Why It Makes Sense To Give The World’s Poorest People Glasses That Cost Just $2

A free eye exam is performed on a patient at the Remote Area Medical (RAM) clinic inside the Los Angeles Sports Arena on Wednesday, April 28, 2010, in Los Angeles. CREDIT: AP PHOTO/DAMIAN DOVARGANES
A free eye exam is performed on a patient at the Remote Area Medical (RAM) clinic inside the Los Angeles Sports Arena on Wednesday, April 28, 2010, in Los Angeles. CREDIT: AP PHOTO/DAMIAN DOVARGANES

Millions of visually impaired Rwandans will have a pair of glasses by 2018, thanks to the efforts of British businessman James Chen and international nonprofit Vision for a Nation. Chen’s company Adlens designed the spectacles — which cost less than two U.S. dollars — using a design from late Nobel Prize-winning scientist Luis Alvarez.

United Kingdom publication The Sunday Times reported that the project, financed by the U.K.’s Department for International Development, will likely expand to African countries Botswana and Namibia, and Bhutan in Asia.

According to volunteer eye health and safety organization Prevent Blindness, key causes of vision loss include age-related macular degeneration, cataracts, diabetic retinopathy and glaucoma. During a time when vision loss — partial or whole — affects nearly 517 million people worldwide, government officials have touted the project as a step forward in addressing an increasingly common public health issue.

“These affordable, self-adjustable gasses are a real game changer,” Justine Greening, U.K.’s International Development Secretary, told The Independent. “British ingenuity like this can transform the lives of millions of visually impaired people across the developing world. I’m proud that British inventors are responsible for breakthroughs that continue to improve the world around us.”


While eyeglasses can serve as an aid for the visually impaired, many low-income people don’t have access to corrective vision tools, due in part to its high costs. Plus, in the developing world, there are so few eye care specialists that it’s hard for poor people to find someone to conduct even the simplest exam. That’s why the World Health Organization’s latest action plan called for a focus on “universal eye health,” setting a target of reducing avoidable vision impairment by 25 percent in the next five years.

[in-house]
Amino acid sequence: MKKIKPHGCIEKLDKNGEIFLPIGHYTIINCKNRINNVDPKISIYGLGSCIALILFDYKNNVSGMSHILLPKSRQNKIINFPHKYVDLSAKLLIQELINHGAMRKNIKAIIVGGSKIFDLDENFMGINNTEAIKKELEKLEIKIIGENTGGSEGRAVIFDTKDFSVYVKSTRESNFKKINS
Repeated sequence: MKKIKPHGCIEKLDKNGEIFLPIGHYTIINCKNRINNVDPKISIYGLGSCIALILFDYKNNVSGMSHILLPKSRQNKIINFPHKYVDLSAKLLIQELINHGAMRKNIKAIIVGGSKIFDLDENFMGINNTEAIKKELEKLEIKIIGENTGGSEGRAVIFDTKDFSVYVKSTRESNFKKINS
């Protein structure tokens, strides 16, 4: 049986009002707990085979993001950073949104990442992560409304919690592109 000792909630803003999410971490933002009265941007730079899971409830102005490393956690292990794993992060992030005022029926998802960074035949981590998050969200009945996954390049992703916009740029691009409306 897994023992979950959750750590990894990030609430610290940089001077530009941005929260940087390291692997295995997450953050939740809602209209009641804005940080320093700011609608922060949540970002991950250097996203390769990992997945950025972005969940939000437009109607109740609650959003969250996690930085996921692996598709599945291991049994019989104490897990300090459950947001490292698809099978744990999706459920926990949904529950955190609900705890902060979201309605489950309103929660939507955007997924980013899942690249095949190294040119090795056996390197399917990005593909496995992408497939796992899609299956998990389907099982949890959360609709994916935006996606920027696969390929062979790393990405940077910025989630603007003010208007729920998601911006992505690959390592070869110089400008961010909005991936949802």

But this isn’t just an issue for developing nations. Here in the United States, the adults at high risk of vision loss tend to use eye care services much less than their insured and affluent counterparts. And the prevalence of poor eyesight among Americans is expected to triple within the next couple decades.

Nonetheless, even with the passage of the Affordable Care Act, some Americans will not get the eye health care coverage they need. While health plans in exchanges must provide eye exams and glasses for children, adults won’t be able to secure a pair spectacles or contacts. Rules that forbid the purchase of individual policies with federal tax credits further complicates things for many of the visually impaired.

The lack of access to affordable glasses poses severe health consequences for the visually impaired, especially those in lower income brackets — a reality that some experts say undermines the Affordable Care Act’s goal of providing preventative health care.

Many studies, for example, have tied vision impairment to the prevalence of chronic health conditions, falls and injuries, depression, and social isolation. In Americans older than 65, loss of eyesight reduces one’s ability to lead a normal life and take part in everyday activities — including reading, writing, driving, and watching television. It can also mean a shorter lifespan, according to a study conducted by researchers at Purdue University West Lafayette, Ind. Children with poor vision also stand a greater chance of not performing well in school and later entering the criminal justice system, according to data compiled by the National Parent-Teacher Association.


The health care industry also takes on the burden of poor eyesight — medical expenses for adults with vision impairment total more than $8 million annually.

Just like Chen’s efforts, some philanthropic organizations have stepped up to the plate to fill this void. Since 1932, New Jersey-based nonprofit Free Eyes has provided more than 8 million pairs of glasses to Americans and people across the world. Uninsured children can also get free eye exams through Sights for Students, a national Vison Service Provider that identifies the greatest need through its network of eye doctors who provide these services.